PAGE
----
World Trade Center New York, 1972-2001
I remember the day ten years ago very well. As every morning at that time, we were riding our bike to work. In Maryland, September 11 2001 started as a beautiful, sunny, early fall day. The air was fresh and the sky was bright blue and cloudless. A few leaves timidly started to change their color. A deceiving tranquility and peacefulness as we should soon find out. Only a few hours later, the sleek towers of the World Trade Center in New York, that just rose up to a height of 417 and 415 meters, tore a glaring hole into lower Manhattan and into many people's lives.
The north tower of the World Trade Center was finished in 1972 and became the world's tallest building, towering 417 meters over Manhattan (until Chicago's Sears Tower overcame the two Twin Towers in May 1973). The World Trade Center was the workplace for as much as 50'000 people and each day 200'000 visitors were attracted to the twin towers. Over the years, the correspondent of a third of the world population may therefore have passed through the World Trade Center as a visitors. The World Trade Center skyscrapers certainly left an awe-inspiring impression and good memories in the lives of many of these visitors.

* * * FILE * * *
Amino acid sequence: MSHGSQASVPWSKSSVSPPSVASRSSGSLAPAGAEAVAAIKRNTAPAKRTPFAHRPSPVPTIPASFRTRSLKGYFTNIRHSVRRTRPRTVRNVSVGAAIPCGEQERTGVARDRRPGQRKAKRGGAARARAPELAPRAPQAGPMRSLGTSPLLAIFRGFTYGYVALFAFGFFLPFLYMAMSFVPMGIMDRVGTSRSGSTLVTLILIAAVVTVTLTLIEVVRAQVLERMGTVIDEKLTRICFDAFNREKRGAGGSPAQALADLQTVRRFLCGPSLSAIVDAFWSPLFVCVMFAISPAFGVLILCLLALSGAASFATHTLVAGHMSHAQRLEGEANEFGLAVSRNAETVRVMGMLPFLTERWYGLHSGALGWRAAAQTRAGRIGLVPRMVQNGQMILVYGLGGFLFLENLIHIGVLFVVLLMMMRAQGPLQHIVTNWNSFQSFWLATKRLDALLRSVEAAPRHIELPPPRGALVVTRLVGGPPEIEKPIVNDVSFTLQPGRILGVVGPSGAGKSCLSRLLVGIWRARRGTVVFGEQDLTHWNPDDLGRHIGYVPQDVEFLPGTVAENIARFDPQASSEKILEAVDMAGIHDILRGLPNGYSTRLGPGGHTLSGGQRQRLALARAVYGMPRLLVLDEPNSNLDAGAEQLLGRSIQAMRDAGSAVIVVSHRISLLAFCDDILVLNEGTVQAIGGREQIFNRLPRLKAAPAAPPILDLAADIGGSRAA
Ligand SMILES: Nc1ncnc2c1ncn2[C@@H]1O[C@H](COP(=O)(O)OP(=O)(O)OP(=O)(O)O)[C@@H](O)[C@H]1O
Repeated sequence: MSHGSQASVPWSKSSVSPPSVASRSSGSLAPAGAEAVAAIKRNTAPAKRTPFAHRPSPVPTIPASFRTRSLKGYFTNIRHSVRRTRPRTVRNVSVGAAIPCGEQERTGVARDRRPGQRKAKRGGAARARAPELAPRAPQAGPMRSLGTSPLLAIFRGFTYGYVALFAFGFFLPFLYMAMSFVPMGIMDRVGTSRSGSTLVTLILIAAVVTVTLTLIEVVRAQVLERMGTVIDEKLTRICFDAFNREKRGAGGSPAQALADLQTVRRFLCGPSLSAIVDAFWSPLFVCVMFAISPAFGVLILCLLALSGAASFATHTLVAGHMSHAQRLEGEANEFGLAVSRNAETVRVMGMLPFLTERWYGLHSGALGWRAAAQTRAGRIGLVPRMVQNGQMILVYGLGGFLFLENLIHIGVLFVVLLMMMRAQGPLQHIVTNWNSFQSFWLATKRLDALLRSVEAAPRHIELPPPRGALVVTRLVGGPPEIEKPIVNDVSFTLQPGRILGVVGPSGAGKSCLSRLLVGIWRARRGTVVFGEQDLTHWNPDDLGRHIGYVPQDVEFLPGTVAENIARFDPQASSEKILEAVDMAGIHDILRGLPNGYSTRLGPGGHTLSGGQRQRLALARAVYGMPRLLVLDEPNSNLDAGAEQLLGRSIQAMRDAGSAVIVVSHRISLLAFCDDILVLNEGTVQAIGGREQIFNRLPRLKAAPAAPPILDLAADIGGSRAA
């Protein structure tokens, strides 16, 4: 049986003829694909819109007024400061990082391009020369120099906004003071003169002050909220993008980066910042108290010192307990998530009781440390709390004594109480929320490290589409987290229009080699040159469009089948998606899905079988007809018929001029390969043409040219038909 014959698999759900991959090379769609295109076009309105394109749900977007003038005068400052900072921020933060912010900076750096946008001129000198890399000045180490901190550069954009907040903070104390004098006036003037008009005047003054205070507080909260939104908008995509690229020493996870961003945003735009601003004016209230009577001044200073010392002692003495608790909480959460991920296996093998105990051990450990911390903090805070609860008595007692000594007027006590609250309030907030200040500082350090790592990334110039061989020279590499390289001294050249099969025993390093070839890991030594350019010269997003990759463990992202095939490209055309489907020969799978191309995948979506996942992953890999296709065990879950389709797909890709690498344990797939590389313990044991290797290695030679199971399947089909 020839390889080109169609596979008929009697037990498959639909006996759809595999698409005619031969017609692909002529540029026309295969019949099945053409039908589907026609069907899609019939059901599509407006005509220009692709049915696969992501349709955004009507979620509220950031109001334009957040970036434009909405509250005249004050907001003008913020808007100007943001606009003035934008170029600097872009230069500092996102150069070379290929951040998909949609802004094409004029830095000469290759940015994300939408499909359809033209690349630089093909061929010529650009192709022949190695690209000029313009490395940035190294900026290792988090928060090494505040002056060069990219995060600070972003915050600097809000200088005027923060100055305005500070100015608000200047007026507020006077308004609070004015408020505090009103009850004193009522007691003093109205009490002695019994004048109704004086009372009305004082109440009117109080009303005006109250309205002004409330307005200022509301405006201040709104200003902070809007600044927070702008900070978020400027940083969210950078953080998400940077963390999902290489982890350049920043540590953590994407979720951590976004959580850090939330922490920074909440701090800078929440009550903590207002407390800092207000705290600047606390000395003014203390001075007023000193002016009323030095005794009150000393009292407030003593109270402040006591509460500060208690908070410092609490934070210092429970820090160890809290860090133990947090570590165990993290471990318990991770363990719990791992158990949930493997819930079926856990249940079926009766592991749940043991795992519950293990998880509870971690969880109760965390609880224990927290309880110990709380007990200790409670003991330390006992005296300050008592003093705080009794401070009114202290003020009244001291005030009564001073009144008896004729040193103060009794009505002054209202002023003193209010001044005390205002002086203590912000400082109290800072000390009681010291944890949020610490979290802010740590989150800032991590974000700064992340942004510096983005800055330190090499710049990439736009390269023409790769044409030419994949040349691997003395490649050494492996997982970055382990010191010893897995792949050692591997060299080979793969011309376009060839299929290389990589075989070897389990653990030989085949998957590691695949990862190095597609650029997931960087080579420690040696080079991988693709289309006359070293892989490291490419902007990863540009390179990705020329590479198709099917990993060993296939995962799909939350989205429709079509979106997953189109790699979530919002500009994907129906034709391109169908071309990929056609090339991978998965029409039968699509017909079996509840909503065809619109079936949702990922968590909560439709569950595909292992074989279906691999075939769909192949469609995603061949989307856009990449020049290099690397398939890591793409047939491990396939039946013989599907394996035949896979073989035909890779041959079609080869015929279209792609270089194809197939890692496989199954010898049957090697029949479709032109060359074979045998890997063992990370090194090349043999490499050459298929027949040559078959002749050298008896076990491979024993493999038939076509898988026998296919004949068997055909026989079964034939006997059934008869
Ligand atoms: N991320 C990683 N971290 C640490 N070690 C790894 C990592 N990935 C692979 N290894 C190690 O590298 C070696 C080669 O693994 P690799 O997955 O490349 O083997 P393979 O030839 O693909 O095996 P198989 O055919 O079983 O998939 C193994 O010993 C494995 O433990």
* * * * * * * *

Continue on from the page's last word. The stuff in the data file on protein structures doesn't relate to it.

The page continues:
Through the dreadful events of 10 years ago, the good memories of the World Trade Center became tainted and connected to an act of incomprehensible violence and destructive power that is considered by many as a decisive turning point in most recent history that still affects us today. Having visited New York and the World Trade Center shortly before its destruction and having lived just outside of Washington made me experience the shock and aftermath of the attacks on the World Trade Center and the Pentagon very close. Whenever I think of that day, the images of that beautiful morning directly relay to the horrific news that followed and mix with sympathy and empathy for the people that mourn and suffer even to that day. It has created a special bond and connection that is difficult to explain. At least to me, the World Trade Center has become a symbol for the positive and the negative, which is why I had the idea to combine a positive and a negative of the World Trade Center in one composite, diptyque image.